The idea of closing roads for pedestrians and cyclists is nothing new. The popular Ciclovia which originated decades ago in Bogota Colombia closes streets to vehicular traffic on weekends in many South American cities. Residents take over the streets for strolling, rolling and cycling. Bogota’s ciclovia runs on Sundays until 2:00 p.m. and also on major holidays. I have participated in ciclovias in Lima Peru and in Quito Ecuador where major thoroughfares are closed, providing “open streets” for active transportation on Sundays.

The COVID-19 pandemic provides an unique opportunity to rethink our use of major streets. While the Province’s Medical Health Officer Dr. Bonnie Henry encourages walking and rolling for exercise and mental and physical health, she is also cognizant that people need to stay six feet or two meters apart in their small family groups.

That’s where the problem is. As I have written earlier,  sidewalks in Vancouver are just not wide enough. The standard for new sidewalks varies from 1.2 meters wide to 1.8 meters wide and does not offer enough space for two people to pass each other safely with  the Covid-19 required distance.  Sure you can spill onto the street, but that’s not something someone with a baby carriage or assistive device can curb jump to do.

It also is telling how clumsy we are at imagineering more space for pedestrians. We know how to put in bike lanes adjacent to sidewalks , but we just are not good at giving walkers and rollers more space.

But look at Calgary and Winnipeg.  Madeline Smith of the Calgary Herald reports the City of Calgary is doing a demonstration test by closing six major roadways on weekends to give their citizens places to walk. They are all located close to where people live, and provide an opportunity to get out and exercise with close family members without worrying about being too close to other people. If you are familiar with Calgary, you will appreciate the scale of the closures, which are listed here.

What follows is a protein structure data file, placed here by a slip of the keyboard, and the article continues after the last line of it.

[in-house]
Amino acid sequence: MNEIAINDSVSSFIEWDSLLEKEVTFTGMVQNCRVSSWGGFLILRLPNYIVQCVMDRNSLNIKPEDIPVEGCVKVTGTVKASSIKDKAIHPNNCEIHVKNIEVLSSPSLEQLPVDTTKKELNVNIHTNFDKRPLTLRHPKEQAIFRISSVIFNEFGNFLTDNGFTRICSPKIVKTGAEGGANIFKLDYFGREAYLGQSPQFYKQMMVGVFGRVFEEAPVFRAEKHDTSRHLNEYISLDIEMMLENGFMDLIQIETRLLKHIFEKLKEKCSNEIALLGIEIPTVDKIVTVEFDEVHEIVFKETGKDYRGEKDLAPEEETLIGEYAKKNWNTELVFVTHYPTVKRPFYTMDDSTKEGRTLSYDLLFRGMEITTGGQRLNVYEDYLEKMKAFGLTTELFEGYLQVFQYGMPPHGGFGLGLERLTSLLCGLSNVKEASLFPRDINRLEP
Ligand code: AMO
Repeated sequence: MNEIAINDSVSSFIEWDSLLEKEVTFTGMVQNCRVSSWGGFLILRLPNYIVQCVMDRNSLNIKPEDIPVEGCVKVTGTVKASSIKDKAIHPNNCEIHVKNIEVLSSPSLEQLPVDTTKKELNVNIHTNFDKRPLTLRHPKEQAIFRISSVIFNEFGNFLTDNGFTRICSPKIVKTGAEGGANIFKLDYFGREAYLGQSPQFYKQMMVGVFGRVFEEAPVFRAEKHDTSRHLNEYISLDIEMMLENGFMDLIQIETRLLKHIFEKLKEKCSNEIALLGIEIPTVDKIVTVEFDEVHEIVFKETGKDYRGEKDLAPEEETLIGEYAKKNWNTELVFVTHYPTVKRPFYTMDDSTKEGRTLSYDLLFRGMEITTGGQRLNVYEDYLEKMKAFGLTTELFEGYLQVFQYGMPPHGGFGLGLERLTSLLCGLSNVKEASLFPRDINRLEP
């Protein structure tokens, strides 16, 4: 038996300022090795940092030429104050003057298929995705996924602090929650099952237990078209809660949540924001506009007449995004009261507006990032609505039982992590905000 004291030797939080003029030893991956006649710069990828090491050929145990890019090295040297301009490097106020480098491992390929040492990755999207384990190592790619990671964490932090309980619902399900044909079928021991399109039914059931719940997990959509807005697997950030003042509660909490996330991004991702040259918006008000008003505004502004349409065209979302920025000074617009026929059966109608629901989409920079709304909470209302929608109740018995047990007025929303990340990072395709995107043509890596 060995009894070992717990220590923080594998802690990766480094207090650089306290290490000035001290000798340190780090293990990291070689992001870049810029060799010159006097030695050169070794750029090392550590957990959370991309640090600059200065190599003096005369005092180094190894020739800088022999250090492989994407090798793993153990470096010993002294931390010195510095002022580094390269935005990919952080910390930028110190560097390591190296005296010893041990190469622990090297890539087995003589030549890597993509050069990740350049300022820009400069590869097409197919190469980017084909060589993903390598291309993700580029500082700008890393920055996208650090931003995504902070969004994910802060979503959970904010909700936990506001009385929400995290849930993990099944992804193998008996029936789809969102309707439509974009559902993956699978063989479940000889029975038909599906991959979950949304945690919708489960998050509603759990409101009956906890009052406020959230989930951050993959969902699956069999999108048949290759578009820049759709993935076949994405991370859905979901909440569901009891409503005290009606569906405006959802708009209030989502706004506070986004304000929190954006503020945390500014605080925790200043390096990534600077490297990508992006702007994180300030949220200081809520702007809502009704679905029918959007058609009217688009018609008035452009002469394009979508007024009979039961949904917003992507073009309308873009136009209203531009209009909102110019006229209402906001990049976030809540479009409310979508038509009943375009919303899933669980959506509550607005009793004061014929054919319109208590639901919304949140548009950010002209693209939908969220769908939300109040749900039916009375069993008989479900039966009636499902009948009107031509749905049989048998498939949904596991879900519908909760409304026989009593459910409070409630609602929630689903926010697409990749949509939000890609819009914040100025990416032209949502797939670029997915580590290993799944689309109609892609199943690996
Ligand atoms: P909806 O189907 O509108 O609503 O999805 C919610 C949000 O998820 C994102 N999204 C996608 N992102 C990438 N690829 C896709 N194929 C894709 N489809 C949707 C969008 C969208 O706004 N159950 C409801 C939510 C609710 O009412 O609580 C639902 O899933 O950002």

The Mayor of Calgary Naheed Nishi made it clear that the street closures were for exercise, and not for crowded gatherings of any kind. And he provides a very clear rationale for why these weekend closures are happening-to keep physical distance and to allow people to exercise.

“It’s going to be much more along the lines of just making sure that if we need to use roadway space so that people have room, we will do so.”

In the Calgary case, the routes run close to parks and the river valley, offering people the chance to make a loop during their exercise routines. With an  effective first closure, Calgary is looking at extending these closures for weekends during the pandemic.

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Hastings Street, 1945 from the Vancouver Archives.

Diana Sampson provides some wonderful images from the archives on the Facebook group Nostalgic/Sentimental Pictures of Vancouver. This photo of Hastings Street must have been taken after the end of World War Two as there is toilet paper streaming on the street. That was rationed during the war.

You can see the road striping showing where vehicles are to park,  the tram tracks and the granite insets abutting the street curb. There’s a few things  unusual in this photo.  The stationer’s sign projects directly across the city sidewalk. And the pedestrians are walking on the left side of the street instead of the usual right.


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In a lane of course.  It’s a Melbournesque scene, and you have to know where to find it.  Apparently the knowledge workers who serve tech, law and business in the nearby towers don’t really care whether there’s seating.  (Click above for image.)

Takeaway coffee is sold from a window that was possibly cut into the concrete, or maybe provided light to the rear of a commercial building.  What once might have been storage is now high-performance retail.

The menu is limited, but the choice isn’t.  The coffee experience at ‘The Patricia’ is distinctly curated; the staff are knowledge friendly.

It’s very good.


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Only two days in isolation, and this moved to me to tears … of laughter and recognition.  Bloody brilliant!